The Upside of Designated Hitting

Matt Adams is on pace for 14 HR over somewhere around 300 plate appearances this season. Adams is 24 years old and has hit enough in the minors to prove he no longer belongs there and has hit enough in limited time this season to prove that his playing time shouldn’t be limited. Given his size, Adams is tethered to first base and figures to be slightly-to-firmly below average at the position, while mashing enough with the bat to make you not care. Given his youth and assuming a strong work ethic, Adams will likely be able to pass as a first baseman for at least a few seasons, but, for all intents and purposes, he’s a designated hitter.

As of this moment, Carlos Beltran has 17 real home runs in 280 at bats and, for what it’s worth, will most likely start the All-Star game for the NL in the outfield. Beltran has a .384 wOBA, good enough to put him in the top 20 in baseball this season, but, at 37 years old and with a surgically repaired right knee, any play in the field that is a shade more than routine comes with an added risk. Yet, one of life’s great pleasures is watching Carlos catch fly balls. He’s smooth like a stick of butter sprayed with WD-40. And you curse time and age for taking that from the world, but, for all intents and purposes, Beltran should become a designated hitter to prolong his career.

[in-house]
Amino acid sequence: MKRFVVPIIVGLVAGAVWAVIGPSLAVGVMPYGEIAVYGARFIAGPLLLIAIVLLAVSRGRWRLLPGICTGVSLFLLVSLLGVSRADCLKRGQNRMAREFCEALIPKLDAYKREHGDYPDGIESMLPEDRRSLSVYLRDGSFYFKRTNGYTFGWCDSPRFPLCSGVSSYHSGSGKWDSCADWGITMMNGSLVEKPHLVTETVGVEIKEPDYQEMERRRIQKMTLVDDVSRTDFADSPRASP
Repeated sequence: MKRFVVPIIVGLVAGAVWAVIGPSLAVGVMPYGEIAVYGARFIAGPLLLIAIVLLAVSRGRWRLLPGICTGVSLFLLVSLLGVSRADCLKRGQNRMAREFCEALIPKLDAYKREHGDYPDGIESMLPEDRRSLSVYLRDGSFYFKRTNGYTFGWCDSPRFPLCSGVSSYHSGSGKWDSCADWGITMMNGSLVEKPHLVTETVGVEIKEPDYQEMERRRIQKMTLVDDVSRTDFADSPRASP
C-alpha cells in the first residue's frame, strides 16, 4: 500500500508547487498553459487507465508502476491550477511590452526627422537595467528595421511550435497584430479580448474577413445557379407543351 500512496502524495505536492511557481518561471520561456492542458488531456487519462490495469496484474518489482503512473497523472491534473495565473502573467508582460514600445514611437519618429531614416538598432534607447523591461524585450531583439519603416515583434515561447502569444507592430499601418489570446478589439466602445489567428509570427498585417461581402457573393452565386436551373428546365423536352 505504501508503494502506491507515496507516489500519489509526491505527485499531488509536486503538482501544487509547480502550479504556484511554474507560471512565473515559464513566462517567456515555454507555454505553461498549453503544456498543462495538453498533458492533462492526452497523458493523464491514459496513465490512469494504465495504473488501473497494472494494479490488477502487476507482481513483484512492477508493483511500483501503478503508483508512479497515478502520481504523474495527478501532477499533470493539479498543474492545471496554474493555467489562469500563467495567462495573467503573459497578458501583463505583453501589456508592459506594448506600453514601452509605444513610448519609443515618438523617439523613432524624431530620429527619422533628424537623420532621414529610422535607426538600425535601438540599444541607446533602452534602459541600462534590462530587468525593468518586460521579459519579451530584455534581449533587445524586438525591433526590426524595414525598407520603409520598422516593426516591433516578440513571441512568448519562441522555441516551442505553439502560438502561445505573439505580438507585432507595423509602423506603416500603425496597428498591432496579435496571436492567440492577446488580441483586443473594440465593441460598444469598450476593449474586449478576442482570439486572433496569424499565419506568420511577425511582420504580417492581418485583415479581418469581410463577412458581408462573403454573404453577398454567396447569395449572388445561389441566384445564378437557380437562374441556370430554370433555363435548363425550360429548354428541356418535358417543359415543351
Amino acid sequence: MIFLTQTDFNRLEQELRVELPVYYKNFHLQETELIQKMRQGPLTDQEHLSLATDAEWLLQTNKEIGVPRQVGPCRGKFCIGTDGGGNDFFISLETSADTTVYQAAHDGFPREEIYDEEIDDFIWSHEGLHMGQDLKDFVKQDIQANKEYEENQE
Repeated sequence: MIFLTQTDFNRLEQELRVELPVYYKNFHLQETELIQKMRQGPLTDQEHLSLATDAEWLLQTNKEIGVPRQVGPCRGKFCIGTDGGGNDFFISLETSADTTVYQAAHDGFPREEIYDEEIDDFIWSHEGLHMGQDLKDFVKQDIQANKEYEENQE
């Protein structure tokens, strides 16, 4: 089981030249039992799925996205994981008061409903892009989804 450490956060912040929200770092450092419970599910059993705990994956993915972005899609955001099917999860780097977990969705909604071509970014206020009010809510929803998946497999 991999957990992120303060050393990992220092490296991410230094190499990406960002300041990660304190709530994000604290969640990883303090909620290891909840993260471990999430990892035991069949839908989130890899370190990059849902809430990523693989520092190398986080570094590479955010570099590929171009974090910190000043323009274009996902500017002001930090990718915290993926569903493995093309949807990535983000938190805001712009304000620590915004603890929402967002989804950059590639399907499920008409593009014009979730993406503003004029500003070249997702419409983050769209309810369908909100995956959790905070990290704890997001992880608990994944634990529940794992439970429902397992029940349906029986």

When considering these players side by side, you find exactly nothing in common other than they can both swing a baseball bat. But time and circumstance has brought them together in St. Louis and has given them the added similarity that they both play for a team that can’t maximize their value going forward. And that’s not a dig at the team – the Cardinals are a talent maximization powerhouse – them’s just the breaks when your team is outlawed from using the designated hitter.

If you’re a fan of the National League style of baseball, then you’re a staunch opponent of the DH. If you’re a fan of small ball and bunts and controlled run environments and pitchers flailing hilariously away in the batter’s box, then you oppose 13-12 games and added roster flexibility. And there’s nothing wrong with that. Since 1973, it’s been tradition in baseball that the American League uses the DH, and the National League collectively turns their nose up at the thought.  And while I’ve always been a proponent of keeping the DH out of the NL, I’m starting to warm to the idea.

More accurately, I’m wishing the Cardinals had a way to deal with the roster crunch that’s coming. I find myself saying, “I like Matt Adams. The Cardinals should keep Matt Adams.” Then I say, “I like Carlos Beltran. The Cardinals should keep Carlos Beltran.” But these things are mutually exclusive. Without the hand of God or a natural disaster on the injury front, you can’t have both. Then I realize that the DH could make this possible, while simultaneously solving a host of other “problems” for the Cardinals. So, while I know the DH isn’t coming to the NL fast enough to work this out, I’m going to be a little more open to the idea when the topic gets discussed in earnest.

 

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